Free bus travel for the elderly and disabled may be attractive to those that use it, but can cost a lot of money to local taxpayers.
As a consequence of recently working with a Combined Authority, David Young, Director at SCP looked at their English National Concessionary Travel Scheme (ENCTS) reimbursement costs.
SCP’s work for the Combined Authority showed that their fixed deal arrangements offered poor value for money, exacerbated over time. This conclusion was reached by utilising data which showed that the bus miles being operated had reduced and there was falling concessionary patronage, but also accounting for cost increases due to fares going up and rises in operating costs.
If the DfT model was used this could yield savings of around 18%, possibly even higher, with most Travel Concessionary Authorities (TCA’s) paying £2-£16m per annum this could mean considerable savings to some. Yet 30% of authorities are paying more in absolute terms (+8.3% in one case), whilst 70% are paying less. This suggests that some Councils could benefit from reviewing their approach to operator reimbursement.
By way of an example, Central Bedfordshire Council has recently moved from a fixed deal to using the DfT model and this is yielding a 14% saving, although it is too soon to fully understand the impact on and response of bus operators.
Over the last year, falling mileage operated (-1%) and patronage (-1.4%), needs to be offset by increased fares (+2.8%) and operating costs (DfT suggest +1% but +3.0% say CPT). The risk of a fixed deal is that it gets varied each year by a negotiated inflation, rather than considering all the variables. A fixed reimbursement rate at least removed the patronage changes from the negotiation. An arrangement perhaps linked to the DfT model makes greater allowance for these variables but the “garbage in/garbage out” truism applies.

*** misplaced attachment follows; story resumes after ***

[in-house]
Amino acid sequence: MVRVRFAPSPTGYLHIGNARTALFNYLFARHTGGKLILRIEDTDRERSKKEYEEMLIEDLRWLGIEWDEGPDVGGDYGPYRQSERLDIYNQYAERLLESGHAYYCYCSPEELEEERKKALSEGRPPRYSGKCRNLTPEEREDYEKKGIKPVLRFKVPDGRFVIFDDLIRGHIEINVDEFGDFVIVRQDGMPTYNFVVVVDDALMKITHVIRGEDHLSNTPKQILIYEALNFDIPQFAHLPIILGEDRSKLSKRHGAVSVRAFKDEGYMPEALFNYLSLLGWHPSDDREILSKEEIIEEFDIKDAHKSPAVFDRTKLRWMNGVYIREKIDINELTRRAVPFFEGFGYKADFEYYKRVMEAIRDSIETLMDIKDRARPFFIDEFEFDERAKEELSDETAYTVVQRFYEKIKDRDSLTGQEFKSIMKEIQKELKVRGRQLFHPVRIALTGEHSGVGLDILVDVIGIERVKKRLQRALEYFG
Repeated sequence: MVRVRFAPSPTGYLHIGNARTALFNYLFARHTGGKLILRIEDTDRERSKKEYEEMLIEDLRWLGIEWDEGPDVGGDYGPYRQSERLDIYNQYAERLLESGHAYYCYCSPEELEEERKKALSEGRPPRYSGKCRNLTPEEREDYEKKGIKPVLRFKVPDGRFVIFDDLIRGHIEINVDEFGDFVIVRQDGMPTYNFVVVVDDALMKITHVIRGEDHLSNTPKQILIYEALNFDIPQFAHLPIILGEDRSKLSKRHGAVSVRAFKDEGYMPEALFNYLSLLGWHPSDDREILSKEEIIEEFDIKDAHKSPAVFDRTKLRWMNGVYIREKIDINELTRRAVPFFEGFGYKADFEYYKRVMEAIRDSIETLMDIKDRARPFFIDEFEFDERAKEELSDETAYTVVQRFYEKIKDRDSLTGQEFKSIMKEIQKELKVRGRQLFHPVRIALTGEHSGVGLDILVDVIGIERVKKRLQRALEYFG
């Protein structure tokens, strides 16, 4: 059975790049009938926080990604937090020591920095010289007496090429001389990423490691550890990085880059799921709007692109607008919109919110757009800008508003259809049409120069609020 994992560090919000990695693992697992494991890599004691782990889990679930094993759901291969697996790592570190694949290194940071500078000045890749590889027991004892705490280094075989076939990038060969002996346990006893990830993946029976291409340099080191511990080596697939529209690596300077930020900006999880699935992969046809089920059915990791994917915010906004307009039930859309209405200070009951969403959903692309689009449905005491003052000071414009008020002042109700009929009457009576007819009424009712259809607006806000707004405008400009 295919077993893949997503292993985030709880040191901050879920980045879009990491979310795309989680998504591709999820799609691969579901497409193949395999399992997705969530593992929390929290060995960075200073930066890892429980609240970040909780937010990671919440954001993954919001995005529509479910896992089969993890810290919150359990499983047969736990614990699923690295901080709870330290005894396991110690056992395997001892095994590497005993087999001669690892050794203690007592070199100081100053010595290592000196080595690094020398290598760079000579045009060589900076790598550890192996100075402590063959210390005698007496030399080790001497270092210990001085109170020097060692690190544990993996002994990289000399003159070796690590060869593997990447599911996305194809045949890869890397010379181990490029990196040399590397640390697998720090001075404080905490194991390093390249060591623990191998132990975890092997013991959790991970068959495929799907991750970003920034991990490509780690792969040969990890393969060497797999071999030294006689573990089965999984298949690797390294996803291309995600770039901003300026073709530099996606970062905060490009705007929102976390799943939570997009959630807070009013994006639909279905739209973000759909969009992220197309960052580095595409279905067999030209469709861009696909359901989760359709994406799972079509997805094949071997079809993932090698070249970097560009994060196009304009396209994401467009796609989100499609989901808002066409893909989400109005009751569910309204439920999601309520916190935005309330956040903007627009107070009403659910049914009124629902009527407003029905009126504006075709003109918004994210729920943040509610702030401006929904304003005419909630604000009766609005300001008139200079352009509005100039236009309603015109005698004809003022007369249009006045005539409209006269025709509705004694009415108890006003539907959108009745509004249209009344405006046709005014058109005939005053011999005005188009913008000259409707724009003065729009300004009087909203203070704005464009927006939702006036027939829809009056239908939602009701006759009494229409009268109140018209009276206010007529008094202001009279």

David said; “I have been considering the range in reimbursement rates across the Country which vary between 71p per trip in West Berkshire up to 174p in Rutland (2016/17 DfT data). The day fare in the former is £6 and in Rutland £6.80, so a 13% difference in day tickets but a 245% difference in reimbursement paid. Can anyone explain why?”
David continued; “In these continued times of Council budget challenges and threats of Councils failing financially, for example Northamptonshire, it is perhaps time that TCA’s look at this more closely. To stick with Northamptonshire they paid 128p per trip, 14% above the national average of 112p.”
Whilst the consequences of savings will have an impact of bus operator budgets and this needs to be considered, after all the bus network has shrunk enough as it is. The reimbursement paid needs to be fair to the tax payer and be paid in line with the laws of State Aid and the “no better and no worse off” principle.
David is keen to speak to any Councils or bus companies to explore how this affects them and understand their view, please get in touch with David Young on 0113 887 3323.